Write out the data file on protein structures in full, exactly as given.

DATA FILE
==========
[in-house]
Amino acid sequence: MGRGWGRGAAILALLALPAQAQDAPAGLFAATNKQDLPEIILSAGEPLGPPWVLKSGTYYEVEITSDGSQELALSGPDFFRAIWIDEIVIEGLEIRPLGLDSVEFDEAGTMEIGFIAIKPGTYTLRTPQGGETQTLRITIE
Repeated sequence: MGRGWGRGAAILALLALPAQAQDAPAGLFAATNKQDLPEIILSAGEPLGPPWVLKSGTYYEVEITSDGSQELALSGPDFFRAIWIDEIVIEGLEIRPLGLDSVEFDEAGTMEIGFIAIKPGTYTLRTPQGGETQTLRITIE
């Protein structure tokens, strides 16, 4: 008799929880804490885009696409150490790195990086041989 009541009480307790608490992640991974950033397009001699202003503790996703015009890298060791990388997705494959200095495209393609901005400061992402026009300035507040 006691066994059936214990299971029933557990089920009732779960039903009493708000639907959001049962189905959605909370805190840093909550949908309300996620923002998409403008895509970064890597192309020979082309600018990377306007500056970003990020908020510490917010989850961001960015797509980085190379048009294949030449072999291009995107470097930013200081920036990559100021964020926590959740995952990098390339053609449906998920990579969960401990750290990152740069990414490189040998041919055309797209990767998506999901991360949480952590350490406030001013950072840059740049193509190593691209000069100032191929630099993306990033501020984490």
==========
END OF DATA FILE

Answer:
[in-house]
Amino acid sequence: MGRGWGRGAAILALLALPAQAQDAPAGLFAATNKQDLPEIILSAGEPLGPPWVLKSGTYYEVEITSDGSQELALSGPDFFRAIWIDEIVIEGLEIRPLGLDSVEFDEAGTMEIGFIAIKPGTYTLRTPQGGETQTLRITIE
Repeated sequence: MGRGWGRGAAILALLALPAQAQDAPAGLFAATNKQDLPEIILSAGEPLGPPWVLKSGTYYEVEITSDGSQELALSGPDFFRAIWIDEIVIEGLEIRPLGLDSVEFDEAGTMEIGFIAIKPGTYTLRTPQGGETQTLRITIE
């Protein structure tokens, strides 16, 4: 008799929880804490885009696409150490790195990086041989 009541009480307790608490992640991974950033397009001699202003503790996703015009890298060791990388997705494959200095495209393609901005400061992402026009300035507040 006691066994059936214990299971029933557990089920009732779960039903009493708000639907959001049962189905959605909370805190840093909550949908309300996620923002998409403008895509970064890597192309020979082309600018990377306007500056970003990020908020510490917010989850961001960015797509980085190379048009294949030449072999291009995107470097930013200081920036990559100021964020926590959740995952990098390339053609449906998920990579969960401990750290990152740069990414490189040998041919055309797209990767998506999901991360949480952590350490406030001013950072840059740049193509190593691209000069100032191929630099993306990033501020984490």